The popular anime streaming website has made a few announcements lately, but what do they mean for the general anime fan? Let's find out!

Crunchyroll LogoHow many of have seen or own those “anime: crack is cheaper” shirts or merchandise? With most shows costing double that of a Western series and books that often have volumes in the double digits, Japanese media can drain your wallet quickly. This is often one of — if not the biggest reason — people turn to piracy.

But fans have no need to rely on illegal fansubs and scanlations anymore. Crunchyroll alone boasts thousands of episodes and hundreds of manga chapters for free, all legal. Each season, Crunchyroll acquires streaming rights for dozens of new anime titles, new manga titles are added regularly, and they also host drama shows. (In fact, about a week ago, they added the Space Patrol Luluco manga and Nodame Cantabile drama.) The site has come quite a ways from its “upload anything” roots ten years ago.

Crunchyroll’s New Partnerships

But one of the most popular destinations for fans of anime and manga doesn’t plan to slow its growth anytime soon. The site has been teaming up with quite a few other companies lately:

Hot Topic

For their “Ani-May” promotion, Hot Topic has been offering 30-day premium trials to anyone who bought $25+ of anime products.

KADOKAWA Corporation

Crunchyroll recently signed a deal with KADOKAWA Corporation. Crunchyroll is now the exclusive worldwide digital distributor for KADOKAWA series outside Asia for the next year. The agreement also lets Crunchyroll financially back future KADOKAWA anime series as well as cross-promoting between Crunchyroll and KADOKAWA’s publishing branches.

Loot Anime

If you subscribe to both Crunchyroll Premium and Loot Anime, you can now get a $5 per month discount thanks to a new deal between the companies. The two sites also promise to work to ensure customers are getting “the coolest merchandise from the hottest shows on Crunchyroll and elsewhere”.

T-Mobile

Crunchyroll has been added to T-Mobile‘s Binge On program. Subscribers on the cell phone carrier’s 6 GB or more data plans will be able to stream Crunchyroll videos without using their data bucket, but the video will be compressed/reduced to 480p.

So What Does This Mean?

Are any of these major news? Well, these announcements may not affect you right now. But these agreements surely mean more attention, more subscribers, and more possibilities.

The Hot Topic and Loot Anime promotions encourage fans to try out Crunchyroll’s Premium membership. Considering most anime T-shirts already retail around the $25 mark, new Premium subscribers are getting an extra two weeks to try out Crunchyroll Premium over the standard two-week trial. Loot Anime subscribers will almost certainly also want a Premium membership. Since monthly boxes are discounted by $5 for having a Crunchyroll Premium membership, any Loot Anime subscribers are essentially paying only $2 more a month for no ads and other features on Crunchyroll.

The Binge On perk is highly debated as to whether it’s good for consumers and/or against FCC rules, but the program has been widely popular. According to studies, people are streaming more than ever before. Many T-mobile anime fans are bound to spend more time on the Crunchyroll apps now, and the increased anime watching will surely cause many viewers to get tired of the ads. That $7 for a Premium membership may seem even more tempting now. However, the video quality will be reduced to 480p, so the high-definition quality benefit of Premium will not be a major perk for most T-mobile subscribers.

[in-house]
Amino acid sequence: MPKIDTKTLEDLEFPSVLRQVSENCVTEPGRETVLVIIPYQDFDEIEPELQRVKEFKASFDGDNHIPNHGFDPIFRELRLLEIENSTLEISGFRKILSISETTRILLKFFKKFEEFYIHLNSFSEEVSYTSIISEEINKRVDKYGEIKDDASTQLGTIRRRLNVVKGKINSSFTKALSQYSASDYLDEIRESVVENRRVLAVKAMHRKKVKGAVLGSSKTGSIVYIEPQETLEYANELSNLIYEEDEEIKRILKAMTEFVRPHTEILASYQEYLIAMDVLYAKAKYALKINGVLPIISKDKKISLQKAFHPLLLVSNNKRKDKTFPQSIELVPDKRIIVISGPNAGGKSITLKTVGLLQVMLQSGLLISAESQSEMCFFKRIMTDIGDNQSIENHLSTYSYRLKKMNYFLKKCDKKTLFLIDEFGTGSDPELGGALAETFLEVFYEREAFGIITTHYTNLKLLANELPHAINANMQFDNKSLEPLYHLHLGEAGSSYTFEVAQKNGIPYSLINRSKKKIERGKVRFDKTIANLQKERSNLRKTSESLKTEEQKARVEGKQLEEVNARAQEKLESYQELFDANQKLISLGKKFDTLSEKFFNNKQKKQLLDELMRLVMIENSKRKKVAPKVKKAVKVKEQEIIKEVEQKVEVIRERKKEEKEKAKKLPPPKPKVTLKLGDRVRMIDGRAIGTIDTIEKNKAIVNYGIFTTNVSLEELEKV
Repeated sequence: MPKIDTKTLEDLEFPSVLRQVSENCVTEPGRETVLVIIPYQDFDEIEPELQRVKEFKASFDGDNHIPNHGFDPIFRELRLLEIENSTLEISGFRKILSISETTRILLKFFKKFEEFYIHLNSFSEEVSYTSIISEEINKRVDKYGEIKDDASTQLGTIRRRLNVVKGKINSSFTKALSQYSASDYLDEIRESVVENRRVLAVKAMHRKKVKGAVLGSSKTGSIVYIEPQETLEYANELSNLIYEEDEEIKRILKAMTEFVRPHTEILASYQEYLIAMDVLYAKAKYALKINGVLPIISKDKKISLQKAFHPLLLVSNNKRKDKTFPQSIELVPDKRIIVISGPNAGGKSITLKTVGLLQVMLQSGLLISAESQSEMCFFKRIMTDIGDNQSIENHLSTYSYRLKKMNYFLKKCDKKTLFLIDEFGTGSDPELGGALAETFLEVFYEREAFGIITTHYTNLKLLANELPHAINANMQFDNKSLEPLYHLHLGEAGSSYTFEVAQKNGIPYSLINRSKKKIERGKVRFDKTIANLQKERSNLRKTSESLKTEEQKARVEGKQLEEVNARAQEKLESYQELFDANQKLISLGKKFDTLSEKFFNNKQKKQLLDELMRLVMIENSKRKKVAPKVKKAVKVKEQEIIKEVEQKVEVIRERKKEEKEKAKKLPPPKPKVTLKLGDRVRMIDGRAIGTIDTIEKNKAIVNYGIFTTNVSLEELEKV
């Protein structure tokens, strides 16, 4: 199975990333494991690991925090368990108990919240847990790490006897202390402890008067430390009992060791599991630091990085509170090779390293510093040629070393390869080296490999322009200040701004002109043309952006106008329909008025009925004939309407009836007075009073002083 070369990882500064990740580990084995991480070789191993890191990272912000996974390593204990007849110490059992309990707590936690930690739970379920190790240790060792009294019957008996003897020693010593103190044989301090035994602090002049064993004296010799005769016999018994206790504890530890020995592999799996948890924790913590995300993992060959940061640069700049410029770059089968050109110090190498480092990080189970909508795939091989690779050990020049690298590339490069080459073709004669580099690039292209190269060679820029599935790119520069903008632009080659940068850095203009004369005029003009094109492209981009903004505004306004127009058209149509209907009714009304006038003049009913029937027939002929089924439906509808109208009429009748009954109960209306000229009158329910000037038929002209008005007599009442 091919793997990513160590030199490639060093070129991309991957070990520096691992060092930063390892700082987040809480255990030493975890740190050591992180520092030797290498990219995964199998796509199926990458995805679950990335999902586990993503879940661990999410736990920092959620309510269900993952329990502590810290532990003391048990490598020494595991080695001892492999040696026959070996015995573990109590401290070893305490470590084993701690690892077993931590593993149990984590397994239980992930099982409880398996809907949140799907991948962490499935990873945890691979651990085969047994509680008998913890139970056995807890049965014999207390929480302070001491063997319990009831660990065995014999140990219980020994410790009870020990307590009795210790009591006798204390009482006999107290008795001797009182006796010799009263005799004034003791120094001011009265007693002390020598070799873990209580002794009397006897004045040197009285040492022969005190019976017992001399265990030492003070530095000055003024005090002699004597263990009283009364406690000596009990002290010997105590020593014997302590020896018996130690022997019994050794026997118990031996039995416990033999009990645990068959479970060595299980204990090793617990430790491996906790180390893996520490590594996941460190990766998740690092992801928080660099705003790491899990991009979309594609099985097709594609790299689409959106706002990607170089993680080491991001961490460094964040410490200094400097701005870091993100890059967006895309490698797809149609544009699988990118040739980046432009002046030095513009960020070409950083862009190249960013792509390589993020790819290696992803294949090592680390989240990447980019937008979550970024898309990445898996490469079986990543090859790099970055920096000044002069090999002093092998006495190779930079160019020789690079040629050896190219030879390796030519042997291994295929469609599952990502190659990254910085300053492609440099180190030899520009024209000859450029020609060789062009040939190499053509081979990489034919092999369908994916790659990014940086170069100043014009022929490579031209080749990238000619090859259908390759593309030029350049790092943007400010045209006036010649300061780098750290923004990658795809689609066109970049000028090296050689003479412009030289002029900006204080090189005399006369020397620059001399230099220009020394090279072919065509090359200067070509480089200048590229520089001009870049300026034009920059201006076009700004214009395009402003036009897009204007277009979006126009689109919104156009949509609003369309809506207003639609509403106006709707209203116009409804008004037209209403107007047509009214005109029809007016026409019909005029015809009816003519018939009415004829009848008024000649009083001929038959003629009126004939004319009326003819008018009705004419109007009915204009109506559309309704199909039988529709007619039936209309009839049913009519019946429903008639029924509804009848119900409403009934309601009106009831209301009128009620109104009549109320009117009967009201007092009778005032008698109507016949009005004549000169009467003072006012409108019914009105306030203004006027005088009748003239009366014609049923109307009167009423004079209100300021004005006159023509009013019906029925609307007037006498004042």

KADOKAWA Corporation is the company behind series like The Familiar of Zero, No Game No Life, and High School DxD. Their US branch also holds a majority stake in Yen Press. At least for the next year, anime fans shouldn’t have to worry whether the next Kadokawa show will be available outside Japan. Crunchyroll’s financial backing opens up many doors: second seasons of titles that did well overseas but not so much in Japan, higher quality of upcoming shows, and perhaps new series that couldn’t get enough sponsors in Japan alone. Fans will surely welcome either option.

In short, picture this: Crunchyroll backs a new anime with KADOKAWA. Ads are found in Yen Press books. Crunchyroll remind visitors they can watch the show on their phone or tablet via T-Mobile’s Binge On. Special, exclusive merchandise is developed for Loot Anime and Hot Topic. Watchers become addicted and subscribe so they can watch right away. With all this marketing, Crunchyroll has a potential hit on its hands, which gives them more money to start the process on the next series.

Final Thoughts

I recently switched to T-Mobile, so I am excited about Crunchyroll being added to Binge On. I never use up anywhere close to my data cap, but I like not having to keep a watch on my limits. I don’t currently subscribe to any monthly boxes, but a Crunchyroll Premium membership is almost silly not to have for Loot Anime subscribers. I will also be interested to find out what — if anything — Crunchyroll is going to back with KADOKAWA.

So what latest bit of Crunchyroll news has excited you the most? Has any recent developments made you want to subscribe or continue subscribing to Premium?